Garbage collection

Duncan Booth duncan.booth at invalid.invalid
Tue Feb 19 14:25:46 CET 2008


Nick Craig-Wood <nick at craig-wood.com> wrote:

> [<__main__.Y object at 0xb7d9fc8c>, <__main__.Y object at 0xb7d9fcac>,
> <__main__.Y object at 0xb7d9fc2c>] [<__main__.Y object at 0xb7d9fc8c>]
> 
> (It behaves slightly differently in the interactive interpreter for
> reasons I don't understand - so save it to a file and try it!)

Any expression in the interactive interpreter is implicitly assigned to 
the variable '_', so after your first call to Y.list() you've saved 
references to the complete list in _. Assignments aren't expressions so 
after assigning to a and c you haven't changed _. If you throw in 
another unrelated expression you'll be fine:

>>> a = Y()
>>> b = Y()
>>> c = Y()
>>> Y.list()
[<__main__.Y object at 0x0117F230>, <__main__.Y object at 0x0117F2B0>, 
<__main__.Y object at 0x0117F210>, <__main__.Y object at 0x0117F670>, 
<__main__.Y object at 0x0117F690>, <__main__.Y object at 0x0117F6B0>, 
<__main__.Y object at 0x0117F310>]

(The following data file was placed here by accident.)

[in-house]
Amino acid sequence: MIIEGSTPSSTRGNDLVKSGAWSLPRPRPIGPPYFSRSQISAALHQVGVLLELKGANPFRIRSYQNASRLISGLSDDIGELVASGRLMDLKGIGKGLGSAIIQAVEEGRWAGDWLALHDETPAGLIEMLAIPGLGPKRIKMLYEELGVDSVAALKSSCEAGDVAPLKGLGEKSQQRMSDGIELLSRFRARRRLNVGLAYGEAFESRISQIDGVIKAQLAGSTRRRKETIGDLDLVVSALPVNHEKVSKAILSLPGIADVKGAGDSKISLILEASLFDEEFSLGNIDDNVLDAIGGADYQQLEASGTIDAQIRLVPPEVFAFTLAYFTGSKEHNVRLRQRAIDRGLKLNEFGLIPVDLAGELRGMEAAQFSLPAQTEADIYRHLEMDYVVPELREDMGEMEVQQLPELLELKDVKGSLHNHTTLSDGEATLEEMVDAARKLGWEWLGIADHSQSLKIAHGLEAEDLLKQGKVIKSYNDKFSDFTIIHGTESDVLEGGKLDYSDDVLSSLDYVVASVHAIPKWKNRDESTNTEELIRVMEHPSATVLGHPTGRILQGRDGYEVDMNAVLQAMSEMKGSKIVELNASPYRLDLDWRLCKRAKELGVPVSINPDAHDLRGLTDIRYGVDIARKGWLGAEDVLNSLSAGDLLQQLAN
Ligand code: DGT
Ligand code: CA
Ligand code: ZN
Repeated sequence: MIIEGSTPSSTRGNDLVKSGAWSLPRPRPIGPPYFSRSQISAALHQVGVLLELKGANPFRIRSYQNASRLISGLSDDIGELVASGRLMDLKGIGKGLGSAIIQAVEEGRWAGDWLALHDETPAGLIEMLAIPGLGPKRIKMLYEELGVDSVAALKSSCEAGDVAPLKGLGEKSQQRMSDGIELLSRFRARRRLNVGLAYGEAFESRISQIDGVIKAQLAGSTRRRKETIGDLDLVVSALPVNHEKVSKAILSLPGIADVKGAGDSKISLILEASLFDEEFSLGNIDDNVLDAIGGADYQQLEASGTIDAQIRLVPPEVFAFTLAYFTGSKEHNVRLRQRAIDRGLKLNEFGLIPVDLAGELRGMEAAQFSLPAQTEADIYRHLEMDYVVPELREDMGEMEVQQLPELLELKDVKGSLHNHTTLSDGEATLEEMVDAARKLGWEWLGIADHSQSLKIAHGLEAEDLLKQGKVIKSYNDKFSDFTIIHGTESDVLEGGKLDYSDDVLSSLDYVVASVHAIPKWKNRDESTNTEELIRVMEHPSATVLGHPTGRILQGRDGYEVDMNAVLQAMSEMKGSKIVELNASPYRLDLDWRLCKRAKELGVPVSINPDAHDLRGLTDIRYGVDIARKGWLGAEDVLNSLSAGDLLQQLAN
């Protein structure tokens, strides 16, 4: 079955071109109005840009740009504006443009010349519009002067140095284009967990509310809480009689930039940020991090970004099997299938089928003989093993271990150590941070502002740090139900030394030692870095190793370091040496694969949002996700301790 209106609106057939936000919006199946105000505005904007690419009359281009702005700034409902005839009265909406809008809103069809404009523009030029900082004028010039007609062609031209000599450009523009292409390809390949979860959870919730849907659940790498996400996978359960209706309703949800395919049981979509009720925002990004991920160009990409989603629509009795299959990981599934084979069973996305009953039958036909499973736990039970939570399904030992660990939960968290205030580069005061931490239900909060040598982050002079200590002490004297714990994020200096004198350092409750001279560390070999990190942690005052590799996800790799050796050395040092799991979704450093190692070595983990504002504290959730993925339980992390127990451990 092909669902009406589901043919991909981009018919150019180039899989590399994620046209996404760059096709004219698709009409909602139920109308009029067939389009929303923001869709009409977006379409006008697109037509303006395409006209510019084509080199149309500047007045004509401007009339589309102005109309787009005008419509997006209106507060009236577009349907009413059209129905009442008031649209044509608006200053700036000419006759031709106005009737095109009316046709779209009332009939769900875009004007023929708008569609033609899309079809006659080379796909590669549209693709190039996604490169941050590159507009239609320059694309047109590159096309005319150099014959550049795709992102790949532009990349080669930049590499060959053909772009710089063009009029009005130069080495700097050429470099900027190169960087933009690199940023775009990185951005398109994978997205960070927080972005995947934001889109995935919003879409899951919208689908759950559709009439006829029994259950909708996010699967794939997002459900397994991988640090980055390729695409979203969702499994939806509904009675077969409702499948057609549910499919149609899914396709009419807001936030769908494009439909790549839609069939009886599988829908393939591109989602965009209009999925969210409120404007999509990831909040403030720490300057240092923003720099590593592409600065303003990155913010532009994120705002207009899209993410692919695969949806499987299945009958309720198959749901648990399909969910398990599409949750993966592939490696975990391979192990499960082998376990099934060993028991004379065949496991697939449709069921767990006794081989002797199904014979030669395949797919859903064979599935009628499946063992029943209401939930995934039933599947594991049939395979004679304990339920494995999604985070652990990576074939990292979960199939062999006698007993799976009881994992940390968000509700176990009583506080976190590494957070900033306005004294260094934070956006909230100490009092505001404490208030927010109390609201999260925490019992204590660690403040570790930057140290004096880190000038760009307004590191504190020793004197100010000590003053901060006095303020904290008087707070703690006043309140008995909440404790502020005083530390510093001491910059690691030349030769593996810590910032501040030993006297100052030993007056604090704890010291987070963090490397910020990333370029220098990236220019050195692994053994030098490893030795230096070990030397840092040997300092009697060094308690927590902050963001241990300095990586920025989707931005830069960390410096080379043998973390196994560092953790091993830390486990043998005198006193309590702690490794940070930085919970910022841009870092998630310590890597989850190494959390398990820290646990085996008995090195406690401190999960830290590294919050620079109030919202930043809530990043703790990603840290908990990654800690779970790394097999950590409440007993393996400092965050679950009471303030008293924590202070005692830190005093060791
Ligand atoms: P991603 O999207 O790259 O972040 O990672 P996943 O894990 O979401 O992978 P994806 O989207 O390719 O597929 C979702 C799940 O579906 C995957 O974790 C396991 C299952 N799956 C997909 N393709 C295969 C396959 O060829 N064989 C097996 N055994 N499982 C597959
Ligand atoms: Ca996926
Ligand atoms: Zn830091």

>>> a = 1
>>> c = 1
>>> c
1
>>> Y.list()
[<__main__.Y object at 0x0117F6B0>]

> In fact I find most of the times I wanted __del__ can be fixed by
> using a weakref.WeakValueDictionary or weakref.WeakKeyDictionary for a
> much better result.

The WeakValueDictionary is especially good when you want a Python 
wrapper round some external non-python thing, just use the address of 
the external thing as the key for the dictionary and you can avoid 
having duplicate Python objects.

The other option for classes involved in a cycle is to move the __del__ 
(and anything it needs) down to another class which isn't part of the 
cycle, so the original example becomes:

>>> class Monitor(object):
	def __del__(self): print "gone"

	
>>> class X(object):
	def __init__(self):
		self._mon = Monitor()

		
>>> a = X()
>>> a = 1
gone
>>> b = X()
>>> b.someslot = b
>>> b = 1
>>> import gc
>>> gc.collect()
gone
8
>>> 




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